a blog by Ellen Davies

Modifications are good for your teacher

Modifications are good for your teacher

When you take a yoga class, how much do you modify?

My post from the other day, about ending up in the “wrong” yoga class, got me thinking about modifications. Many people don’t modify, which frustrates me as a teacher. No matter how often I remind the class to listen to the body, pay attention to the breath, move like yourself, move mindfully, I still watch half the classĀ collapse to the floor while attempting to do Chaturanga Dandasana (lowering from high plank to low plank) instead of lowering their knees and coming down with control.

I also see people shake and strain in side plank and force their way into extended angle with the bind (Utthita Parsvakonasana). I hear the “ughhh” sound that signals breath retention–someone holding their breath to get through a pose.

Move like yourself, keep the breath flowing, listen to your body, let your joints tell you how far you should go, move mindfully. I keep saying it, but does the message get through?

When my students do modify, however, I take notice. Because here are other things I have seen in my many years of teaching: my regulars moving into child’s pose instead of “taking a vinyasa” after what I thought was a pretty cool standing sequence. I take note of that. I know that if my regulars are needing a break, then maybe that “pretty cool” standing sequence was too strenuous. Maybe I should dial it back.

Other things I notice: Half the class immediately falls out when I cue a balancing pose. That’s a big signal to me that I need to either pause and go over the basics of balancing, move the class to the wall (so they can put hands on the wall for assistance), or give the class some options for the pose, such as putting their foot on a block in eagle pose.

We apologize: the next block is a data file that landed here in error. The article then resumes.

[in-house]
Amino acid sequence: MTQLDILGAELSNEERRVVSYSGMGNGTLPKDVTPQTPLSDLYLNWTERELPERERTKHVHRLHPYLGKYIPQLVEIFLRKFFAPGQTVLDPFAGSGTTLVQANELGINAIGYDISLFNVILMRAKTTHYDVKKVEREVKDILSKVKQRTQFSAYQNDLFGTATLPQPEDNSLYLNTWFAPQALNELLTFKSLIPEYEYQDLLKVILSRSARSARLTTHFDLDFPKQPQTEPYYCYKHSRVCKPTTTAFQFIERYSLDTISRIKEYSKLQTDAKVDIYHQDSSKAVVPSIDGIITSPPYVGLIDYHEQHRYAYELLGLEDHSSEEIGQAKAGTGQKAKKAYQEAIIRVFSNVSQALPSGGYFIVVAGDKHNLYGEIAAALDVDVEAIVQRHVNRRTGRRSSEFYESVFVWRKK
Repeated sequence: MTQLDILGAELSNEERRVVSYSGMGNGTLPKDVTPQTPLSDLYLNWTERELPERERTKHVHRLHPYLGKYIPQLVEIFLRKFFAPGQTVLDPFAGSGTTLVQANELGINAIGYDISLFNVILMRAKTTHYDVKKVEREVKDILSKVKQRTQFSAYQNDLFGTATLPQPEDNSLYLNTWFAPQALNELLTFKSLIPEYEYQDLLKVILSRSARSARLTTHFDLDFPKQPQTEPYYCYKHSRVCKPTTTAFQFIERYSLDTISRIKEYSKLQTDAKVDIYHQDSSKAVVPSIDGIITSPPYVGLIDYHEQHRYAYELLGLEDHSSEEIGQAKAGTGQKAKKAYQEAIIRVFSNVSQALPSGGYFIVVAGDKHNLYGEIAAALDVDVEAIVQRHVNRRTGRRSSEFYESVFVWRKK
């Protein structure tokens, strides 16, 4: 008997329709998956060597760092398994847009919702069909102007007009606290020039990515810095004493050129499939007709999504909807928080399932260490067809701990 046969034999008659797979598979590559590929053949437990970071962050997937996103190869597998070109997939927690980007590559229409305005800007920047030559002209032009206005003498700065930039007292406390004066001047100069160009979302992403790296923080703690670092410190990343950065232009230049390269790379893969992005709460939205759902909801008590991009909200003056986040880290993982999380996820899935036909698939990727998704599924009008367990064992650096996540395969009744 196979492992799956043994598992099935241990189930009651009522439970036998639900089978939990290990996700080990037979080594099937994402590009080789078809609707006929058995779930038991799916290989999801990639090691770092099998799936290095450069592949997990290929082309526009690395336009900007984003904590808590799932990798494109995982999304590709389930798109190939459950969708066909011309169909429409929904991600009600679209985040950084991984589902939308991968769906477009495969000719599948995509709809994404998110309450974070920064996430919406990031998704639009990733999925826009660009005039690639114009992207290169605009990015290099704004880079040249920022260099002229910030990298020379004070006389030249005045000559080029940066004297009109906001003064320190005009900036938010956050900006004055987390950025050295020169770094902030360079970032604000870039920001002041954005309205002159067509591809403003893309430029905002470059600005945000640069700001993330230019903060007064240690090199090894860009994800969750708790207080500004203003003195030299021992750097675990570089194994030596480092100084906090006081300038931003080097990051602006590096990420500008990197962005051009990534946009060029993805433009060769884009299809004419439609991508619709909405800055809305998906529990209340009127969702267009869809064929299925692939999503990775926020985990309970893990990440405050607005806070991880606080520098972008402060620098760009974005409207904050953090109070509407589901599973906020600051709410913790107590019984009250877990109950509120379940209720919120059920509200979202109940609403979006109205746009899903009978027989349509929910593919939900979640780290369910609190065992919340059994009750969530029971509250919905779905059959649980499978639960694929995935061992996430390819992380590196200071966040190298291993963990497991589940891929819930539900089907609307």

To put it another way, any good yoga teacher is keeping an eye on her class.

She notices when the students are modifying, and that helps her know what to teach next. Thus when you modify, you are giving her valuable feedback about the class.

Another benefit to modifying: If I see you modify (or skip) a pose, I might know of a way to use a prop to help you. But if you just fight your way through the pose, I’ll never know.

Many yoga teachers, including me, teach intuitively. I always try to pick up on the energy of the room, and I use that info to decide what the next pose or sequence should be. I also feel pretty strongly about listening to your body, and never pushing to your “edge,” as they say. So if I sense that the class is getting fatigued, I will choose poses that don’t require as much effort (flying locust instead of pulling bow, for example).

If I sense that there is a lot of unsettled or scattered energy, I’ll focus on the breath more, and maybe hold poses for a few extra breaths. I’ll remind the class to connect to the earth by pressing their feet down.

If I see you modify your side angle so that your elbow is on the floor, that lets me know you’ve got either a wrist or a shoulder issue. Which means I will probably change my plans for taking the class to crow pose, or offer an alternative.

See how it works? I learn from you as much as you learn from me.

What are your experiences with modifying?

 

 



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